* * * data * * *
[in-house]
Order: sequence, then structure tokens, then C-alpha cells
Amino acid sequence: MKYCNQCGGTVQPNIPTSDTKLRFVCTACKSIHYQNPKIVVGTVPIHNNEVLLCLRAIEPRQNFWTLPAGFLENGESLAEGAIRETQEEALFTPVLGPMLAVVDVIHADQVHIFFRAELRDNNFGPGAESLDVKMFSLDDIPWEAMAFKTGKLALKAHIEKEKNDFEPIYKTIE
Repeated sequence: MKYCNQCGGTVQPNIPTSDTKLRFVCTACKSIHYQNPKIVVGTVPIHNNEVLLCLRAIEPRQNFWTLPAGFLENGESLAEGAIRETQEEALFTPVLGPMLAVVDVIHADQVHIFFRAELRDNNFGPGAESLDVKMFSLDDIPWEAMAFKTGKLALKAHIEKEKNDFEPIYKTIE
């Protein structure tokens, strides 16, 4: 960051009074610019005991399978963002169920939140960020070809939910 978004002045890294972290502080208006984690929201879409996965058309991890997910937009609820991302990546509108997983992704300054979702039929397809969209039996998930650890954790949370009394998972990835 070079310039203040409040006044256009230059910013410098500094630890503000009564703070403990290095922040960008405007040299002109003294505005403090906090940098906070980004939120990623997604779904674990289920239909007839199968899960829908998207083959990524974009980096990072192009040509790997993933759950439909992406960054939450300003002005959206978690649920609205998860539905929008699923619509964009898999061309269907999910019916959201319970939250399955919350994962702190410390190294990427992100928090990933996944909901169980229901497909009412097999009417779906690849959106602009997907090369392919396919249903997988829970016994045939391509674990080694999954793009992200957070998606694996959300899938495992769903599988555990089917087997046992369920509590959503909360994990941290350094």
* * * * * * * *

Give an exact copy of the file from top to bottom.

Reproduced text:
[in-house]
Order: sequence, then structure tokens, then C-alpha cells
Amino acid sequence: MKYCNQCGGTVQPNIPTSDTKLRFVCTACKSIHYQNPKIVVGTVPIHNNEVLLCLRAIEPRQNFWTLPAGFLENGESLAEGAIRETQEEALFTPVLGPMLAVVDVIHADQVHIFFRAELRDNNFGPGAESLDVKMFSLDDIPWEAMAFKTGKLALKAHIEKEKNDFEPIYKTIE
Repeated sequence: MKYCNQCGGTVQPNIPTSDTKLRFVCTACKSIHYQNPKIVVGTVPIHNNEVLLCLRAIEPRQNFWTLPAGFLENGESLAEGAIRETQEEALFTPVLGPMLAVVDVIHADQVHIFFRAELRDNNFGPGAESLDVKMFSLDDIPWEAMAFKTGKLALKAHIEKEKNDFEPIYKTIE
């Protein structure tokens, strides 16, 4: 960051009074610019005991399978963002169920939140960020070809939910 978004002045890294972290502080208006984690929201879409996965058309991890997910937009609820991302990546509108997983992704300054979702039929397809969209039996998930650890954790949370009394998972990835 070079310039203040409040006044256009230059910013410098500094630890503000009564703070403990290095922040960008405007040299002109003294505005403090906090940098906070980004939120990623997604779904674990289920239909007839199968899960829908998207083959990524974009980096990072192009040509790997993933759950439909992406960054939450300003002005959206978690649920609205998860539905929008699923619509964009898999061309269907999910019916959201319970939250399955919350994962702190410390190294990427992100928090990933996944909901169980229901497909009412097999009417779906690849959106602009997907090369392919396919249903997988829970016994045939391509674990080694999954793009992200957070998606694996959300899938495992769903599988555990089917087997046992369920509590959503909360994990941290350094």